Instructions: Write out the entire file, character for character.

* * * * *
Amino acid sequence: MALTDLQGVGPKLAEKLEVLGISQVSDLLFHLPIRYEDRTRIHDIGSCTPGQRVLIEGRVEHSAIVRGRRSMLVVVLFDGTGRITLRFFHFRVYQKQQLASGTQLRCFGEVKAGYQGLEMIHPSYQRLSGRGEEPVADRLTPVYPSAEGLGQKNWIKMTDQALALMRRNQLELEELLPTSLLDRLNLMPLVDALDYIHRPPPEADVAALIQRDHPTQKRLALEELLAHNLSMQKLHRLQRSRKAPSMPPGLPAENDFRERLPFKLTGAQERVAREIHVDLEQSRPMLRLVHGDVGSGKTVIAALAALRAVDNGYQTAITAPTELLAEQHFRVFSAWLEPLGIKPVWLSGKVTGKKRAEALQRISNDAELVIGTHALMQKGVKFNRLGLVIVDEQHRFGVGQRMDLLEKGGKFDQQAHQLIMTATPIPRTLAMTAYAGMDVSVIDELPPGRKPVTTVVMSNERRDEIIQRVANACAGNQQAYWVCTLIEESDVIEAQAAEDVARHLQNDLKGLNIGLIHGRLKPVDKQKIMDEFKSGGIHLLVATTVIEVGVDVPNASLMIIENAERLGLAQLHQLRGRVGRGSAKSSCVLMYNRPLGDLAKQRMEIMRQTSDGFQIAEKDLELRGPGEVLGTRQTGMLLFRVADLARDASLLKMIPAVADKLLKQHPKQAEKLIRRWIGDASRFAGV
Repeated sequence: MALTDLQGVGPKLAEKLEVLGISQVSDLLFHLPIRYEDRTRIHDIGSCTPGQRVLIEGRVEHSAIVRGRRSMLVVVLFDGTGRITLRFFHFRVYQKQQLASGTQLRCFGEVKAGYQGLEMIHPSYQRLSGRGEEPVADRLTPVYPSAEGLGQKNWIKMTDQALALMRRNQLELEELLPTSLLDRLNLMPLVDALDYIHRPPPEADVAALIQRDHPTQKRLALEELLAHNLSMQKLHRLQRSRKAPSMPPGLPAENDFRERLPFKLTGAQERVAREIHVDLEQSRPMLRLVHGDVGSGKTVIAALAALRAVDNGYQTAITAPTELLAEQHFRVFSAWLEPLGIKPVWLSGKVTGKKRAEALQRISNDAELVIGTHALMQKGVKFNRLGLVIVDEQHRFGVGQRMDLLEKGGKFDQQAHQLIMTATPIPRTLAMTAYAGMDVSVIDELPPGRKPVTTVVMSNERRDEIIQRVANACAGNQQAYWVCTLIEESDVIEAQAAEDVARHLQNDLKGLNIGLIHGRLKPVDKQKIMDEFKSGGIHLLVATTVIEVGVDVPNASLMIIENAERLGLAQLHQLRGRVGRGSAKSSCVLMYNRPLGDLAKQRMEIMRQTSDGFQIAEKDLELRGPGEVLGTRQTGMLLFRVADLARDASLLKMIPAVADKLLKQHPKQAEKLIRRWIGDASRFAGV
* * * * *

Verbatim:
Amino acid sequence: MALTDLQGVGPKLAEKLEVLGISQVSDLLFHLPIRYEDRTRIHDIGSCTPGQRVLIEGRVEHSAIVRGRRSMLVVVLFDGTGRITLRFFHFRVYQKQQLASGTQLRCFGEVKAGYQGLEMIHPSYQRLSGRGEEPVADRLTPVYPSAEGLGQKNWIKMTDQALALMRRNQLELEELLPTSLLDRLNLMPLVDALDYIHRPPPEADVAALIQRDHPTQKRLALEELLAHNLSMQKLHRLQRSRKAPSMPPGLPAENDFRERLPFKLTGAQERVAREIHVDLEQSRPMLRLVHGDVGSGKTVIAALAALRAVDNGYQTAITAPTELLAEQHFRVFSAWLEPLGIKPVWLSGKVTGKKRAEALQRISNDAELVIGTHALMQKGVKFNRLGLVIVDEQHRFGVGQRMDLLEKGGKFDQQAHQLIMTATPIPRTLAMTAYAGMDVSVIDELPPGRKPVTTVVMSNERRDEIIQRVANACAGNQQAYWVCTLIEESDVIEAQAAEDVARHLQNDLKGLNIGLIHGRLKPVDKQKIMDEFKSGGIHLLVATTVIEVGVDVPNASLMIIENAERLGLAQLHQLRGRVGRGSAKSSCVLMYNRPLGDLAKQRMEIMRQTSDGFQIAEKDLELRGPGEVLGTRQTGMLLFRVADLARDASLLKMIPAVADKLLKQHPKQAEKLIRRWIGDASRFAGV
Repeated sequence: MALTDLQGVGPKLAEKLEVLGISQVSDLLFHLPIRYEDRTRIHDIGSCTPGQRVLIEGRVEHSAIVRGRRSMLVVVLFDGTGRITLRFFHFRVYQKQQLASGTQLRCFGEVKAGYQGLEMIHPSYQRLSGRGEEPVADRLTPVYPSAEGLGQKNWIKMTDQALALMRRNQLELEELLPTSLLDRLNLMPLVDALDYIHRPPPEADVAALIQRDHPTQKRLALEELLAHNLSMQKLHRLQRSRKAPSMPPGLPAENDFRERLPFKLTGAQERVAREIHVDLEQSRPMLRLVHGDVGSGKTVIAALAALRAVDNGYQTAITAPTELLAEQHFRVFSAWLEPLGIKPVWLSGKVTGKKRAEALQRISNDAELVIGTHALMQKGVKFNRLGLVIVDEQHRFGVGQRMDLLEKGGKFDQQAHQLIMTATPIPRTLAMTAYAGMDVSVIDELPPGRKPVTTVVMSNERRDEIIQRVANACAGNQQAYWVCTLIEESDVIEAQAAEDVARHLQNDLKGLNIGLIHGRLKPVDKQKIMDEFKSGGIHLLVATTVIEVGVDVPNASLMIIENAERLGLAQLHQLRGRVGRGSAKSSCVLMYNRPLGDLAKQRMEIMRQTSDGFQIAEKDLELRGPGEVLGTRQTGMLLFRVADLARDASLLKMIPAVADKLLKQHPKQAEKLIRRWIGDASRFAGV